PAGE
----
Introduction: What is evil and how can we understand it? -- The theology of evil -- Theodicies -- The privation theodicy -- The free will theodicy -- The Iraenean theodicy -- The totality theodicy -- History as secular theodicy -- Job's insight-the theodicy of the hereafter -- Anthropology of evil -- Are people good or evil? -- The typologies of evil -- Demonic evil -- Evil for evil's sake -- Evil's aesthetic seduction -- Sadism -- Schadenfreude -- Subjective and objective (...) evil -- Kant and instrumental evil -- The impossibility of a "devilish" will -- The paradox of evil -- Moral rebirth -- The evil is the other-idealistic evil -- "Us" vs. "them" -- Violent individuals -- Arendt and stupid evil -- The evil and the stupid -- Radical and banal evil -- Eichmann, Hoss, and Stangl -- Normal people and extreme evil -- Thinking as opposition -- Evil people -- The problem of evil -- Theory and praxis -- Ethics of conviction and ethics of responsibility -- Politics and violence -- Evil as a concrete problem. (shrink)
Danto, A. The artworld.--Dickie, G. What is art?--Margolis, J. Works of art are physically embodied and culturally emergent entities.--Kjørup, S. Art broadly and wholly conceived.--Meyer, L. B. Forgery and the anthropology of art.--Brunius, T. Theory and ideologies in aesthetics.--Tilghman, B. R. Artistic puzzlement.--Binkley, T. Deciding about art.--Alexander, H. G. On defining in aesthetics.--Iseminger, G. Appreciation, the artworld, and the aesthetic.--Glickman, J. Creativity in the arts.--Sclafani, R. The theory of art.--Lyas, C. Danto and Dickie on art.--Beardsley, M. C. Is art essentially (...) institutional? (shrink)
In On Certainty, the emphasis is on the solitary individual as subject of knowledge. The importance of our dependence on others, however, is brought out in Wittgenstein's remarks about trust. In this paper, the role and nature of trust are discussed, the grammar of trust being contrasted with that of reliance. It is shown that to speak of trust is to speak of a fundamental attitude of one person towards others, an attitude which, unlike reliance, is not to be explained, (...) or assessed, by an appeal to reasons. It is, rather, because we have such a fundamental readiness to accept what we are taught by others that we can come to develop an understanding of reasons. The idea that believing something without evidence is always a weakness is shown to be a philosophical prejudice. Trust is always for something we can rightfully demand from others: misplaced trust, accordingly, is not a shortcoming on the part of the trustful person, but of the person in whom the trust was placed. The destruction of trust is a tragedy of life; in Culture and Value, Wittgenstein suggests a connection between distrust and madness. (shrink)
In patient-centred care, shared decision-making is advocated as the preferred form of medical decision-making. Shared decision-making is supported with reference to patient autonomy without abandoning the patient or giving up the possibility of influencing how the patient is benefited. It is, however, not transparent how shared decision-making is related to autonomy and, in effect, what support autonomy can give shared decision-making. In the article, different forms of shared decision-making are analysed in relation to five different aspects of autonomy: (1) self-realisation; (...) (2) preference satisfaction; (3) self-direction; (4) binary autonomy of the person; (5) gradual autonomy of the person. It is argued that both individually and jointly these aspects will support the models called shared rational deliberative patient choice and joint decision as the preferred versions from an autonomy perspective. Acknowledging that both of these models may fail, the professionally driven best interest compromise model is held out as a satisfactory second-best choice. (shrink)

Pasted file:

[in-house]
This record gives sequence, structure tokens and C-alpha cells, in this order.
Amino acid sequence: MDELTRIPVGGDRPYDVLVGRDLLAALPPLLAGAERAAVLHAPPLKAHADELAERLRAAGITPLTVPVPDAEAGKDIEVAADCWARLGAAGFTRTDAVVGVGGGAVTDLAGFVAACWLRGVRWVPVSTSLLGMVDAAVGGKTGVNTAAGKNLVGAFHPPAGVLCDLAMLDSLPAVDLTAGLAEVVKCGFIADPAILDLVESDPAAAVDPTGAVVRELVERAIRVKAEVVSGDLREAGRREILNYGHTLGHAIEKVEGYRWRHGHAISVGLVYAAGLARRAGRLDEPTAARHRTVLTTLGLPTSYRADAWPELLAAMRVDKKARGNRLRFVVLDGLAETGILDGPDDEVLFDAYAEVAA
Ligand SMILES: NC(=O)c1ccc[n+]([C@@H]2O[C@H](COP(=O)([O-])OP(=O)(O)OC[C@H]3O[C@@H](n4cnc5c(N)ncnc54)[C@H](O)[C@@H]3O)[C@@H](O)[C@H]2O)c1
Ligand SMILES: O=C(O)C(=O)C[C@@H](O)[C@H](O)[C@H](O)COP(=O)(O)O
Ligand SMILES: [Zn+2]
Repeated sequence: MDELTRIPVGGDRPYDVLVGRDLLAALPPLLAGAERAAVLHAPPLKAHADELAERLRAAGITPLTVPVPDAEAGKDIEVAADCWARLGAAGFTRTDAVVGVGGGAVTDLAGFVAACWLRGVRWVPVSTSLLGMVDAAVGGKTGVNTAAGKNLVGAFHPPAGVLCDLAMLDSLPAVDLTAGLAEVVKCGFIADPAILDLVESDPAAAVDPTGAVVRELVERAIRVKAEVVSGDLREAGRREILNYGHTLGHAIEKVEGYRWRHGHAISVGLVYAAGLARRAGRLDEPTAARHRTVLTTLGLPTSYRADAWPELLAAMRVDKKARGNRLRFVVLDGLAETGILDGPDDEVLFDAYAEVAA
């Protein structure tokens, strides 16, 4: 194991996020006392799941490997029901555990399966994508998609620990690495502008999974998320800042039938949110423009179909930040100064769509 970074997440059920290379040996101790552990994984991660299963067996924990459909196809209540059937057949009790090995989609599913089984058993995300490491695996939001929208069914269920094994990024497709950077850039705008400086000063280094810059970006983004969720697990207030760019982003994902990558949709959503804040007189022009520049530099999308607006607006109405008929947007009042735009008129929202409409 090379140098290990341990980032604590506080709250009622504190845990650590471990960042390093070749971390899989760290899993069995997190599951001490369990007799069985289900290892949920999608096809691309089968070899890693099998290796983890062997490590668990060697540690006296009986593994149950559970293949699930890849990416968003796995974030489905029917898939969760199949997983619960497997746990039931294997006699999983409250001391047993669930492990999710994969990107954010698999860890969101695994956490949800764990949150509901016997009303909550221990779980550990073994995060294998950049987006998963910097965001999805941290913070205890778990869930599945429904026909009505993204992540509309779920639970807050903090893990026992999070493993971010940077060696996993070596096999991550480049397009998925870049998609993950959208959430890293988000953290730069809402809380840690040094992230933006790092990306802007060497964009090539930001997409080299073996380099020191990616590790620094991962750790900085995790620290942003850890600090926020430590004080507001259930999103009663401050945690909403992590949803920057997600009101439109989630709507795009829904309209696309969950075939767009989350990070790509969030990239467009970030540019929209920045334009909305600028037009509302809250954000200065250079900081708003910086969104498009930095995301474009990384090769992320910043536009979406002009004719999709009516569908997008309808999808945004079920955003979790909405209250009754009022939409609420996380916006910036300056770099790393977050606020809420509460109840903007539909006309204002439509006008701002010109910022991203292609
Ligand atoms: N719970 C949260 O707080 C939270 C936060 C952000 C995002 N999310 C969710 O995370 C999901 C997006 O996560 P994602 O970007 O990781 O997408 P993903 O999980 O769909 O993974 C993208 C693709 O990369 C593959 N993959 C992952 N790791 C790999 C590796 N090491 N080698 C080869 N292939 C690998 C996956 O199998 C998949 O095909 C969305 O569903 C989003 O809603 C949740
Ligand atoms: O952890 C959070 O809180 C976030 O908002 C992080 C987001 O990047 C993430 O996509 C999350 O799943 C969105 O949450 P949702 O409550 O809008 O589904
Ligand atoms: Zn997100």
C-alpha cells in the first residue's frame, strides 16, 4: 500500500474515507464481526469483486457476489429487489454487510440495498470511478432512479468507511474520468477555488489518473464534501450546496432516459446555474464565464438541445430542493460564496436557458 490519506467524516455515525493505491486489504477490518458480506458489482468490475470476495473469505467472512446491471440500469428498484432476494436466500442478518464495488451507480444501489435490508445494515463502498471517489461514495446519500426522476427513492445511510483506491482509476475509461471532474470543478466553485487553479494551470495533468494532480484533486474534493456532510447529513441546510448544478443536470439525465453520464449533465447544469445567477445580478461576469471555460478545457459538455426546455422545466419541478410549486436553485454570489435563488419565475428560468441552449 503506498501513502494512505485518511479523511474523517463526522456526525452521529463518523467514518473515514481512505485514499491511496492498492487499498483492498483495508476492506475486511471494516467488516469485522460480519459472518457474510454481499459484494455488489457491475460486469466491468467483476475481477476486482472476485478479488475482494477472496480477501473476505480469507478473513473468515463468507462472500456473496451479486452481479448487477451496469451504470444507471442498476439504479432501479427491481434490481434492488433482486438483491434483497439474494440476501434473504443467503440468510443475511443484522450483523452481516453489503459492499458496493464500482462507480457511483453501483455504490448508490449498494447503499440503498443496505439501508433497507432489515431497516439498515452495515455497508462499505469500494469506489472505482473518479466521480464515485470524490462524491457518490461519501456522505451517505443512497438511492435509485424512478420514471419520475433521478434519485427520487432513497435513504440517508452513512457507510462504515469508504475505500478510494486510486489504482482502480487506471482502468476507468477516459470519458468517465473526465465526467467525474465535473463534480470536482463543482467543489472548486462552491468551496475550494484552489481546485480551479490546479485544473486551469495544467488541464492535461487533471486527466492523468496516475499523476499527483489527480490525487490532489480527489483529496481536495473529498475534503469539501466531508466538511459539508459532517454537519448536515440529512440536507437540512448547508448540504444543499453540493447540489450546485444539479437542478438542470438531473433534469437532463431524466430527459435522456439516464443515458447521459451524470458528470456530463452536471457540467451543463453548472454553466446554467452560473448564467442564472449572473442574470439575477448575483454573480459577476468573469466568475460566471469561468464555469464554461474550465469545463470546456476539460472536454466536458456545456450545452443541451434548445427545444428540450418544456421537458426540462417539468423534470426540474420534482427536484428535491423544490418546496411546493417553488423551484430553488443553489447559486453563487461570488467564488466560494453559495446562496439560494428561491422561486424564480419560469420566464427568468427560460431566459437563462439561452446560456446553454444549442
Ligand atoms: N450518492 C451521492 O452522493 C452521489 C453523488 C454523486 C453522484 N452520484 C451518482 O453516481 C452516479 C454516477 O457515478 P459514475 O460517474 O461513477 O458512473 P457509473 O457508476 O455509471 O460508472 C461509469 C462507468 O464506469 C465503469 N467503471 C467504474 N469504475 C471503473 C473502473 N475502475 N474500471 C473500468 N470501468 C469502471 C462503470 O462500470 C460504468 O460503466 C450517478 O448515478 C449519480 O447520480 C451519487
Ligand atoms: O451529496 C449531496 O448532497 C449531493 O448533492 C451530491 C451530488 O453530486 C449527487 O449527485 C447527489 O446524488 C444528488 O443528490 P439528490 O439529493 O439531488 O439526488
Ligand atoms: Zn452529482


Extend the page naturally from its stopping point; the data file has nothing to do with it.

Three paradigms of legal positivism -- The pure theory of law : science or political theory? -- Kelsen's principles of legality -- Kelsen's theory of democracy : reconciliation with social order -- Democratic constitutionalism : Kelsen's theory of constitutional review -- Kelsen's legal cosmopolitanism -- Conclusions : the pure theory of law and contemporary positivism.
According to Nozick’s tracking theory of knowledge, an agent a knows that p just in case her belief that p is true and also satisfies the two tracking conditionals that had p been false, she would not have believed that p , and had p been true under slightly different circumstances, she would still have believed that p . In this paper I wish to highlight an interesting but generally ignored feature of this theory: namely that it is reminiscent of (...) a dispositional account of knowledge: it invites us to think of knowledge as a manifestation of a cognitive disposition to form true beliefs. Indeed, given a general account of dispositions in terms of subjunctive conditionals, the two tracking conditionals are satisfied just in case the belief in question results from some cognitive disposition to form true beliefs. Recently, such a conditional account of dispositions has, however, been criticised for its vulnerability to so-called ‘masked’, ‘mimicked’ and ‘finkish’ counterexamples. I show how the classical counterexamples to Nozick’s theory divide smoothly into four corresponding categories of counterexamples from epistemic masking, mimicking and finkishness. This provides strong evidence for the thesis that satisfaction of the two tracking conditionals is symptomatic of knowledge and that knowledge is instead constituted by a dispositional capability to form true beliefs. The attempt to capture such a cognitive, dispositional capability in terms of the tracking conditionals, although providing a good approximation in a wide variety of cases, still comes apart from the real thing whenever the epistemic layout is characterised by masking-, mimicking- and finkish mechanisms. In the last part of the paper I explore the prospect of improving the tracking theory in the light of these findings. (shrink)